If you’re a family member of someone who has an eating disorder you are all too familiar with shame.
The word is overworked and often misused but the impact is real and profoundly corrosive. So, let’s begin by learning what it really means. Often shame and guilt are used interchangeably. But as Fossum and Mason clarify in their book, Facing Shame, they state. “While guilt is a painful feeling of regret and responsibility for one’s actions, shame is a painful feeling about oneself as a person.”
Brené Brown’s definition of shame beautifully portrays how families living with an eating disorders often feel when recovery is slow or nonexistent. “The intensely painful feeling or experience of believing that we are flawed and therefore unworthy of love and belonging – something we’ve experienced, done, or failed to do makes us unworthy of connection.”
What are some examples of how siblings might experience shame when their brother or sister suffers from an eating disorder? My sister Kacy was bulimic for over 15 years until her death in 2002. As months went on and her bulimia became more severe and co-occurring issues developed, we experienced the triggers for shame. It started with Blame. Simply stated, my parents were blamed for all of Kacy’s issues. It was a bold statement that our family was “that family”. Social stigma is powerful and as mental health is already stigmatized, having your family officially blamed only ads to it. As a result, I often felt that there was something fundamentally wrong with me and my family. Judgment. I was embarrassed when my friends came over and found mounds of food hidden in our room. They tried to be kind but I could tell they thought it was really weird. Honestly, her behaviors scared me too and the judgment on her, me, my family felt overwhelming. Sometimes Kacy would yell at, blame, use vulgarities and throw massive tantrums around mealtimes. It did not matter who was around. The perceived and real judgment of my sister supported that we were “flawed and therefore unworthy of love and belonging.” No Recovery. Each failed attempt at recovery felt like a failure as a family. In an attempt to make up for not helping Kacy and to make my parent’s happy, I became the “good kid”. When I was less than perfect, couldn’t fix my sister, let my parents down, I hated myself more. Depression, anger, anxiety, codependency and a sense that I was worthless grew from my shame.
If you think shame has moved in with you or your family, consider these steps.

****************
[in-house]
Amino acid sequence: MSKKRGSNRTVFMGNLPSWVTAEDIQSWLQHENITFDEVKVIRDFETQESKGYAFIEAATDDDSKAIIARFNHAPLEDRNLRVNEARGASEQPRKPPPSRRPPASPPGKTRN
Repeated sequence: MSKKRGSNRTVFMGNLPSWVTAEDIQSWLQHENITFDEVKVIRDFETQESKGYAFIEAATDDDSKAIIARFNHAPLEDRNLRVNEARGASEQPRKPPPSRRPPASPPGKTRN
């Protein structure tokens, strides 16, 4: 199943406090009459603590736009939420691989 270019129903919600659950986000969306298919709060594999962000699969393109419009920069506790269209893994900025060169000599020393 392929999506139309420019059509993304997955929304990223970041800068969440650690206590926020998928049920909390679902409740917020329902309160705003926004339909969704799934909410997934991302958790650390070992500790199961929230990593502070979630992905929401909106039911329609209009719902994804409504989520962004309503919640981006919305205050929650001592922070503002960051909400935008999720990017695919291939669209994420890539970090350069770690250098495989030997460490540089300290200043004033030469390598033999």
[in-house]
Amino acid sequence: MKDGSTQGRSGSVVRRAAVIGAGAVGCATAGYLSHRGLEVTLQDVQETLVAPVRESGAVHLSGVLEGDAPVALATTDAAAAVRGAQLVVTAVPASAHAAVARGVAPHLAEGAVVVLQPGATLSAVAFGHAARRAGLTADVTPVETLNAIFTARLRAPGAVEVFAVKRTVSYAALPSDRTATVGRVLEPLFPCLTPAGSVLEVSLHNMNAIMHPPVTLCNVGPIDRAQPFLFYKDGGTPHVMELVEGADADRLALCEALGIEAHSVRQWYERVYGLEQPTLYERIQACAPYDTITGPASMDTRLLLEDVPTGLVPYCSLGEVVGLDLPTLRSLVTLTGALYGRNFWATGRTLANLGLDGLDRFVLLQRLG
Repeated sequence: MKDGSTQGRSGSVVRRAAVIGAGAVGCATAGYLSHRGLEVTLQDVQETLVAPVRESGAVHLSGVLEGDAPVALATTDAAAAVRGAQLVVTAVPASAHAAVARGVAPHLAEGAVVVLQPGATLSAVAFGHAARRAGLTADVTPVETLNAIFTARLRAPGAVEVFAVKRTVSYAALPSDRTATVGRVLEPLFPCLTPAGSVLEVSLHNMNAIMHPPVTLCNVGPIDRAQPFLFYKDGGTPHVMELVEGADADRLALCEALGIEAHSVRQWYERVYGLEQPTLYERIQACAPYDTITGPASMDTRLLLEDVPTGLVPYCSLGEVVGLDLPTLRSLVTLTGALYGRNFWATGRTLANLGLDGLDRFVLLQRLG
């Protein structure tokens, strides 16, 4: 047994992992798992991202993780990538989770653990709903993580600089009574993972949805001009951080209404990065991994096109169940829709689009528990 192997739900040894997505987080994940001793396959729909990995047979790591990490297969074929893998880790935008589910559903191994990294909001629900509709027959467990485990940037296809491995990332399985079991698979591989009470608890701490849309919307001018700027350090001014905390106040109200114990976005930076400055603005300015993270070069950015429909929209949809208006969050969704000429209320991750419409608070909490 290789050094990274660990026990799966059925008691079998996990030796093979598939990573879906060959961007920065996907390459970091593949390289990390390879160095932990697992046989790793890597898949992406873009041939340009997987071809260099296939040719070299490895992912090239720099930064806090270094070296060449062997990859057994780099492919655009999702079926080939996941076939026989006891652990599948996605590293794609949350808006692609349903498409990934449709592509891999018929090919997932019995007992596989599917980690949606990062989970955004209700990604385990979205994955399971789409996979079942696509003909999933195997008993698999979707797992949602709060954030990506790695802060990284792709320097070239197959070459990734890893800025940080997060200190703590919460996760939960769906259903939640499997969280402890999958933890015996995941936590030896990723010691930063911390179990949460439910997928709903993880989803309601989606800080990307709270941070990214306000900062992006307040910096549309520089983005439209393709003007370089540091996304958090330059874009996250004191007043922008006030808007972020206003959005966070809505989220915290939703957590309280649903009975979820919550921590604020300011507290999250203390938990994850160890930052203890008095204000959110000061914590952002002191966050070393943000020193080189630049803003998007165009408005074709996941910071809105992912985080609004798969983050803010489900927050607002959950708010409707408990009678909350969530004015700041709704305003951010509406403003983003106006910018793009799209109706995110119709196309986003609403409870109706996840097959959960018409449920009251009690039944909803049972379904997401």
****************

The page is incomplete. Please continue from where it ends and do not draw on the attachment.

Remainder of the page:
1. End the Silence! Yikes!
When we feel unworthy the last thing we want to do is announce our failings! But that’s what shame counts on. Muster the courage to reach out to a trusted friend or family member, and let them know what’s going on. Their empathy will allow your pain to be heard and validated. They can also help you navigate strategies for the next step.
A special note to parents.
It is vital to help siblings through this journey. Depending on their age, they may not understand what is happening but know something is very wrong. Siblings are watching and listening to all of it. Attempting to shelter them from the eating disorder and your pain may seem protective, but, it actually feels like a dark secret. It sends the message that having the eating disorder or feeling sad or scared is something to avoid and never discuss. Simply listening and allowing the sibling to express their feelings without judgment, can go a long way. Add in education (age appropriate), open communication and special time with the sibling and you have some powerful tools to bring the family together and fight off shame.
2. Connect with Others in the Eating Disorder Community.
One of the most healing words one can hear is that you are not alone. It is an excellent antidote for shame. Despite thinking no one could understand how much we blew it, failed, are the worst sibling, parent, partner, etc., trust me, you aren’t. When you reach out to others in the eating disorder community, you will hear your story. The first time I met another sibling, she shared feelings and experiences I thought were unique to me. The connection and relief of knowing another person understood my journey was an important part of my healing. Reach out, you are NOT alone!
3. Get Professional Support.
When someone you love has an eating disorder, the focus is on them. And, finding the proper diagnosis, effective treatment, dealing with cost, insurance, and recovery does not happen overnight. Siblings may have discovered the eating disorder, are terrified of what they’ve seen, distressed over the impact on the family dynamic and feeling forgotten. How can anyone possibly manage all of this with shame as the proverbial topping?! Finding a qualified therapist can help you untangle the deluge of feelings, including shame. You will also learn to manage stress, the importance of boundaries, learn the value of implementing time for yourself and help with family communication, care, and connection.